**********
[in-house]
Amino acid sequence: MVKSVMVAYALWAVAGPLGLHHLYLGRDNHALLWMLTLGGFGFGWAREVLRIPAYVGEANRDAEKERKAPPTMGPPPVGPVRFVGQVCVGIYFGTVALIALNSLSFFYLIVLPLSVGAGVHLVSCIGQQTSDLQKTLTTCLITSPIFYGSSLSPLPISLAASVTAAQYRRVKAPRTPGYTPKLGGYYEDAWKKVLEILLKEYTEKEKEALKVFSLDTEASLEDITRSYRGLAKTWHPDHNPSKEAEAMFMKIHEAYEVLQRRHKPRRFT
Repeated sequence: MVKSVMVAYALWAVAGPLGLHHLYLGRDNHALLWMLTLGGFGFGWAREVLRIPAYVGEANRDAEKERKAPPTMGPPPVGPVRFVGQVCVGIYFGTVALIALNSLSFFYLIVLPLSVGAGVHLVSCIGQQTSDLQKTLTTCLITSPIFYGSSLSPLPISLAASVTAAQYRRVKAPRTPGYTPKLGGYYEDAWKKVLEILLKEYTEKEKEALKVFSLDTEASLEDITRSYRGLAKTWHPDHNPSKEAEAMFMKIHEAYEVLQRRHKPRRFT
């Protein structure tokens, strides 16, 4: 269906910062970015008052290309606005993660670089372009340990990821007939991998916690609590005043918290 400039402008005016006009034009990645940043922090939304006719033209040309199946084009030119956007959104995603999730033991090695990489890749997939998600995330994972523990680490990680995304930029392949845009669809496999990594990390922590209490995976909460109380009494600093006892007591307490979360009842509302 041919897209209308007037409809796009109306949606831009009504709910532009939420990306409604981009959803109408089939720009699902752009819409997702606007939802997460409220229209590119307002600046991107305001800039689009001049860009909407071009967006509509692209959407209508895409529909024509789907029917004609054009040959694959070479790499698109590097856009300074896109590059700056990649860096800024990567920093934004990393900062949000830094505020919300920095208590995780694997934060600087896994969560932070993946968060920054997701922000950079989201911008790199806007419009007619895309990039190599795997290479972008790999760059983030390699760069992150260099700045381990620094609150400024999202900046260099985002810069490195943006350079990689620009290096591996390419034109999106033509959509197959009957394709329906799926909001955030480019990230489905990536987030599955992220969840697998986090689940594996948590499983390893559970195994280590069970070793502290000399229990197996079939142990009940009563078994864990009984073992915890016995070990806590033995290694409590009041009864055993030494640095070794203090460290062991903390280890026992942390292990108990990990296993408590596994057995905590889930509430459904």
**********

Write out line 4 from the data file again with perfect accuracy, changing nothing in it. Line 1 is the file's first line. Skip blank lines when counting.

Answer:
């Protein structure tokens, strides 16, 4: 269906910062970015008052290309606005993660670089372009340990990821007939991998916690609590005043918290 400039402008005016006009034009990645940043922090939304006719033209040309199946084009030119956007959104995603999730033991090695990489890749997939998600995330994972523990680490990680995304930029392949845009669809496999990594990390922590209490995976909460109380009494600093006892007591307490979360009842509302 041919897209209308007037409809796009109306949606831009009504709910532009939420990306409604981009959803109408089939720009699902752009819409997702606007939802997460409220229209590119307002600046991107305001800039689009001049860009909407071009967006509509692209959407209508895409529909024509789907029917004609054009040959694959070479790499698109590097856009300074896109590059700056990649860096800024990567920093934004990393900062949000830094505020919300920095208590995780694997934060600087896994969560932070993946968060920054997701922000950079989201911008790199806007419009007619895309990039190599795997290479972008790999760059983030390699760069992150260099700045381990620094609150400024999202900046260099985002810069490195943006350079990689620009290096591996390419034109999106033509959509197959009957394709329906799926909001955030480019990230489905990536987030599955992220969840697998986090689940594996948590499983390893559970195994280590069970070793502290000399229990197996079939142990009940009563078994864990009984073992915890016995070990806590033995290694409590009041009864055993030494640095070794203090460290062991903390280890026992942390292990108990990990296993408590596994057995905590889930509430459904």